Viral Claim That “Trump Can’t Be On The Texas Ballot” Because He’s a Convicted Felon is Fact-Checked


Recently, a claim spread that former President Donald Trump might be barred from running for president due to a felony conviction under the Texas Constitution. This assertion has gained attention and caused confusion among social media users.

The original post shared on a platform known as Threads alleged that Texas law prohibits individuals convicted of a felony from seeking public office. It cited supposed provisions from the Texas Constitution suggesting that Trump’s recent felony conviction would disqualify him from presidential candidacy.

“Trump can’t be on the Texas ballot because of our state constitution,” The X post’s caption says. Text in the post, which was originally shared on X, formerly Twitter, says, “Texas law prohibits any person convicted of a felony from being a candidate for public office or holding any public office position.”

However, a fact-check by USA Today on Thursday, June 13, 2024, found these claims to be false. To begin with, the text in the post is not from the Texas Constitution. It actually comes from a webpage of the U.S. Probation Office for the Western District of Texas.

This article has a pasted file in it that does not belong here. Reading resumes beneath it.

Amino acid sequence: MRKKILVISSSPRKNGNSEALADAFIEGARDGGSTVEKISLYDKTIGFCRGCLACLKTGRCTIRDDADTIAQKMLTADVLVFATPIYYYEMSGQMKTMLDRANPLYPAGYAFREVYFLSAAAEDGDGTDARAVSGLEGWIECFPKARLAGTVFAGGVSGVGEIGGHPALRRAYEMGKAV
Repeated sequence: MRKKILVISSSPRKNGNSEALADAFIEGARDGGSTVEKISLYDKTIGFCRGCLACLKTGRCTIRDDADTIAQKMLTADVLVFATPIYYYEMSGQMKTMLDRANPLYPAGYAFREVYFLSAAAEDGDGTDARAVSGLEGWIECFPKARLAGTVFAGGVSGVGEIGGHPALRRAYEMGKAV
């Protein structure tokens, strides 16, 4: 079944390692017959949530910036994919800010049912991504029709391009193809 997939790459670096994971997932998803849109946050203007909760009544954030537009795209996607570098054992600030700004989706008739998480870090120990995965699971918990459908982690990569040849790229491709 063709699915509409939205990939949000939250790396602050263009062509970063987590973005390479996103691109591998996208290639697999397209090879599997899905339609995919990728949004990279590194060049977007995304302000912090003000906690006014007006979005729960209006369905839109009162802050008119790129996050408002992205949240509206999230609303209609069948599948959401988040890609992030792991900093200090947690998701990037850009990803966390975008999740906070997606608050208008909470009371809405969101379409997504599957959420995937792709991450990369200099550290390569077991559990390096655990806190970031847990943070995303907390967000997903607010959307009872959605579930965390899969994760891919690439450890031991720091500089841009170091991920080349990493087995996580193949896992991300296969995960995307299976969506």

This page, titled “Civil Rights of Persons Convicted of Federal Felonies in Texas,” does not apply to Trump since his conviction was at the state level, not the federal level. Moreover, the webpage itself contradicts the claim made in the post. It clearly states, “The United States Constitution does not prohibit felons from holding elected federal office.” This specific text is also visible in the post.

The Texas Constitution does not contain any provisions that directly bar individuals with felony convictions from running for president. This is because eligibility to run for the presidency in the United States is determined solely by the U.S. Constitution, not state constitutions.

The U.S. Constitution outlines specific requirements for presidential candidates: they must be natural-born citizens, at least 35 years old, and have been residents of the U.S. for at least 14 years. Nowhere in these qualifications does it mention that a felony conviction would prevent someone from running for president?

Trump’s recent legal troubles, including his felony conviction for falsifying business records, do not automatically disqualify him from seeking the presidency. This conviction, which occurred on state-level charges, does not fall under the federal statutes that govern eligibility for federal office. Moreover, the Texas Election Code also aligns with the U.S. Constitution on this matter.

“A political party is entitled to have the names of its nominees for president and vice-president of the United States placed on the ballot in a presidential general election if: (1) the nominees possess the qualifications for those offices prescribed by federal law,” reads the code.

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